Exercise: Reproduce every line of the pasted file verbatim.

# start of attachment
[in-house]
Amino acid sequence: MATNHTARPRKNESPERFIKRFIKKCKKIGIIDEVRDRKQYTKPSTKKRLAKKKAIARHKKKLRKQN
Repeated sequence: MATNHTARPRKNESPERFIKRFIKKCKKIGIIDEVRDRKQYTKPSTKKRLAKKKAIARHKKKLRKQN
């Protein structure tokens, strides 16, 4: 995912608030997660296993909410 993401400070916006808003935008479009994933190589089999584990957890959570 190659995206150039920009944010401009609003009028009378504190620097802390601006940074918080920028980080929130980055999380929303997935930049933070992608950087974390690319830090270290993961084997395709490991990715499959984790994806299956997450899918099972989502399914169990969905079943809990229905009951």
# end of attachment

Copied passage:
[in-house]
Amino acid sequence: MATNHTARPRKNESPERFIKRFIKKCKKIGIIDEVRDRKQYTKPSTKKRLAKKKAIARHKKKLRKQN
Repeated sequence: MATNHTARPRKNESPERFIKRFIKKCKKIGIIDEVRDRKQYTKPSTKKRLAKKKAIARHKKKLRKQN
């Protein structure tokens, strides 16, 4: 995912608030997660296993909410 993401400070916006808003935008479009994933190589089999584990957890959570 190659995206150039920009944010401009609003009028009378504190620097802390601006940074918080920028980080929130980055999380929303997935930049933070992608950087974390690319830090270290993961084997395709490991990715499959984790994806299956997450899918099972989502399914169990969905079943809990229905009951």